Steely Dan’s Walter Becker was a gearhead’s gearhead. Now his entire collection is up for auction
Those entering the Julien’s Auctions showroom in Beverly Hills on a recent weekday could be forgiven for mistaking the space for a high-end music shop. Vast walls held hundreds of guitars in rows. Dozens of display cases were packed with a wild array of effects pedals, distortion boxes and one-of-a-kind tone generators. Basses and banjos. Amps and monitors. Drums and keyboards.
The gear, however, was hardly a random collection, but the precisely curated result of musician Walter Becker’s decades-long pursuit of instruments and gadgets as co-founder of 1970s jazz-rock aesthetes Steely Dan. On Friday and Saturday, the late multi-instrumentalist’s estate will auction the tools of Becker’s trade, and the sale has generated a lot of buzz in the guitar-collecting and the Steely Dan-loving communities.
A musician’s musician, Becker, who died from cancer in 2017 at age 67, collected instruments with an eye toward beauty and an ear toward sound. He played both bass and guitar with the band, teaming with Steely Dan co-founder Donald Fagen and various expert session players to create supple, striking, meticulously crafted hits, most of them recorded at Village Recorder a few miles west, including “Reelin’ in the Years,” “Peg,” “Rikki Don’t Lose That Number” and dozens more.
Touring the auction preview, music specialist Jason Watkins, who helped catalog and research Becker’s holdings, said that the artist was obviously passionate about guitars. “It was a profession and also kind of a hobby, as you can see,” Watkins says. “He would stop in any guitar shop he saw and pick up things from all over the world.”
Such as: A Cardinal Magpie electric guitar with a “spalted sycamore” top and matching pick-up covers. Another oblong Cardinal with a maple top. A 1959 Gretsch Tennessean hollow-body guitar signed by Nashville legend Chet Atkins. Flying Vs, Telecasters, Songbirds, Rickenbachers, Hofners, Stratocasters, Les Pauls, Bluesmasters. A Pensa-brand seven-stringed guitar.
And: rare effects pedals and systems including a coveted Klon Centaur overdrive pedal, an Echoplex four-channel tape delay, a few Becker-designed audio racks, clavinets, MiniMoogs and custom tube amplifiers. In all, Becker’s estate will auction nearly 1,100 items.
It’s a singular collection, Watkins says, and includes “the weirdest rare boutique pedals that you’ve ever seen” and tailor-made, intact pedal board setups that Becker used in various locations. Watkins adds that the batch reveals “how excited and passionate he was about honing his sound and constantly developing it for 30 years.”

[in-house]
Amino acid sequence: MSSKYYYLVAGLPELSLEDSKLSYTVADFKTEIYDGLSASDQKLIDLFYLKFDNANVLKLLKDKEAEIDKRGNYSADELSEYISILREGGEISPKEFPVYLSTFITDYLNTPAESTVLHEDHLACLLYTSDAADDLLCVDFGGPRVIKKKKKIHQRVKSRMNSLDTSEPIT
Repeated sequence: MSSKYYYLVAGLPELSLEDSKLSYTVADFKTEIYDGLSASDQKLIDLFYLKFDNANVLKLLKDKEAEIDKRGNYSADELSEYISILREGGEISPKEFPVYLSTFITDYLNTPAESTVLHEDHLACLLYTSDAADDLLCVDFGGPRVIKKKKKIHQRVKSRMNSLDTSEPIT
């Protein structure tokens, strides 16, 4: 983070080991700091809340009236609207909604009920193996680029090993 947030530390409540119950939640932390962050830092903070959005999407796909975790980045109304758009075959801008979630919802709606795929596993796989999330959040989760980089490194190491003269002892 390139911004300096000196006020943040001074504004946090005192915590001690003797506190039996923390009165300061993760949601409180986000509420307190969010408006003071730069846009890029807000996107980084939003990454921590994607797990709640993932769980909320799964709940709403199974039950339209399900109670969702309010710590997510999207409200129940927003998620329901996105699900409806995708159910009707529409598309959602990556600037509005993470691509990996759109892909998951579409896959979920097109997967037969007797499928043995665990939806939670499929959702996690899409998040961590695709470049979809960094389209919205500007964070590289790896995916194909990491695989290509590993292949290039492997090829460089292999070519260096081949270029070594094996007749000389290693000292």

And Steely Dan has singular fans, many of whom have followed the band’s various breakups and reconciliations over the decades. Drawn to a distinctive sound that mixed obscure jazz chords and odd tunings with gymnastic time signatures and accents that rewarded deep listening, those fans who weren’t musicians themselves were liner-note readers who appreciated the band’s musical quirks and poetic way with a lyric.
The band, which continues to perform with Fagen as its leader, just commenced a six-night run at the Beacon Theater in New York. Earlier this year Steely Dan performed an extended Las Vegas run called “Reelin’ in the Chips.”
Its post-Becker life hasn’t been without drama. Shortly after Becker’s death, Fagen filed suit against his late partner’s estate, which is controlled by Becker’s widow, Delia Becker. In it, Fagen cited a 1972 agreement with his bandmate that stipulated that in the event one of them died, ownership of the Steely Dan name would be transferred to the remaining member.
In its legal response, the Becker estate dismissed the claim and offered a counter-argument that the agreement was drafted 45 years ago and “was not in effect at the time of Walter’s death.” The suit has yet to be resolved.
Legal issues won’t have a bearing on the auction, which will be held at Julien’s in Beverly Hills and broadcast online. Martin Nolan, the company’s executive director and chief financial officer, says that 97% of Becker’s items already have bids, and that “hundreds of thousands” of people have viewed the online listings. Thousands have already bid on items. Conservatively, the pre-auction sale estimate is between $1.25 million and $2 million, but he expects more. “I think we could do $4 million on a good weekend.”
The interest, Nolan adds, “speaks to how important this auction is to other collectors and other musicians. They want to own something from this collection because it’s functional, it’s quality stuff and it’s Walter Becker and Steely Dan.”
Nolan says the response to the Becker auction reminds him of the 2012 sale by guitarist and multi-track recording innovator Les Paul. According to Julien’s, that auction earned just under $5 million.
If social media buzz is any indication, fans and collectors are paying attention. On Monday, The Times posted a short clip from the press preview, and within two days it had been viewed over 100,000 times. Commenters expressed envy and awe and highlighted specific makes and models.
One member of the swarm, though, warned of making available to the public one particular vintage box, noting that “the guitar nerd value of Walter Becker’s Centaur pedal constitutes some sort of ultra-dangerous-audio-nerd-singularity and it should be housed in an underground bunker somewhere in order to protect humanity and the planet.”
Hopefully it lands with someone who can handle it.
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